V. Santura: No, we aren’t interested in that. I am sure some bands do it in a cool way. But for us playing life is about the interaction between the band and the the audience. It is also about the pure physical force that is being created when everybody is in one room and a lot of it has to do with the sound and the loudness of a live concert. All of this is lost in a life stream, so this is not a substitute for a show at all for me.

A life stream still feels like “conserved” music and then I prefer a properly produced album 100 times over a flawed life stream.


Dark Fortress – Spectres from the Old World


TIBM: Black Metal is running for many decades, but how important do you think that is the lyrics of a Black Metal band today? Are they enough for a band to make the difference nowadays?

V. Santura: For me the music comes first, then the lyrics. But I’m saying this because I am writing music and not lyrics, so of course the music matters more to me 😉

But let’s say it like that: If I love some band’s music, I will probably listen to it. If I think some band’s music sucks I will not start listen to them even if they have the greatest lyrics in the world.

A lot has been said already and after all those decades I’m growing a bit tired of certain clichés to be honest, so if a band brings something to the table that is interesting and if they are having their own take on the subjects they are treating I am excited of course.


TIBM: It has been 10 years since the release of Ylem, which was considered in our facebook group as the best album of its year! When you look back at this album, what do you see?

V. Santura: Wow, I didn’t know about that. This is a great honor, thank you very much.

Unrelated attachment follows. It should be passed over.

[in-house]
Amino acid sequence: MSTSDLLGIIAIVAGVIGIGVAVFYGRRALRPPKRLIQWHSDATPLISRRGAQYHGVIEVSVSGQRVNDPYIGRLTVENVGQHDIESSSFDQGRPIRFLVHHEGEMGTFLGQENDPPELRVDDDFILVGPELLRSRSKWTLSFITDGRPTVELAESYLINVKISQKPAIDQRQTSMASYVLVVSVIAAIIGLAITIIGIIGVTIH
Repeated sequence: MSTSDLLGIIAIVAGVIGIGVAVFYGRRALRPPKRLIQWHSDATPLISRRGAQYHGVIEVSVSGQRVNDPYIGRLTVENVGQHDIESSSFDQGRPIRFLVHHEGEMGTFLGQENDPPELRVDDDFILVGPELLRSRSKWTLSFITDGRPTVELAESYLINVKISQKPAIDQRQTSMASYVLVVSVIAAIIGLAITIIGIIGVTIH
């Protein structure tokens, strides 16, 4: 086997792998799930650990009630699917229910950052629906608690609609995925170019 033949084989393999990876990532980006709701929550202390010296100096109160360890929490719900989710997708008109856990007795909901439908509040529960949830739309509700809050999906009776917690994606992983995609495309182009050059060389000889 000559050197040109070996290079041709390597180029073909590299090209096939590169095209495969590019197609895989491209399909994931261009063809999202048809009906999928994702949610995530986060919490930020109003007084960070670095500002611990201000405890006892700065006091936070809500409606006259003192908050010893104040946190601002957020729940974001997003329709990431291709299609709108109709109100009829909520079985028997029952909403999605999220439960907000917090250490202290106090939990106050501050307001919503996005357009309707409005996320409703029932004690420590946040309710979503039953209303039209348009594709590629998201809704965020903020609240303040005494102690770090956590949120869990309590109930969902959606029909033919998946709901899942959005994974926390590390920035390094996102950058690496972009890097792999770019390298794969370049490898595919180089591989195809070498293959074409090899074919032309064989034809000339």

When I look back at this album, I see an album with a lot of great and outstanding songs, some of the best songs of our career are on that album. At the same time I also see an album with certain flaws, also in the songwriting and in the overall album structure, when I’m looking at the greater picture. I think the album is too long, 2 or 3 songs less would have made this album more compact and stronger as an entity. On Ylem I can clearly pick out my favourite tracks, I couldn’t do that with the albums before. That means something good and bad at the same time. When some songs stand out, it means in return that the other songs are not as strong and that bothers me a bit in retrospective.


TIBM: Now i want to take you back many years ago… How did you first listen to Black Metal and why do you think that it fascinated you to the point of playing this genre?

V. Santura: I have a 10 years older brother. When I was 4 years old he put headphones on me and was blasting Hellhammer to shock me, but I liked it, haha.

Actually already as a kid I’ve been attracted to the sound of a distorted guitar like moths are attracted to light. So I basically grew up with Metal since the age of 4 or 5. Also, again my brother, got Darkthrone‘s “Ablaze in the Northern Sky”, pretty much when it was released. I was 10 or 11 years old then. When I heard this album for the first time it had this very fearsome, but also magical aura. Something fascinated me about this, also or especially the imagery around it.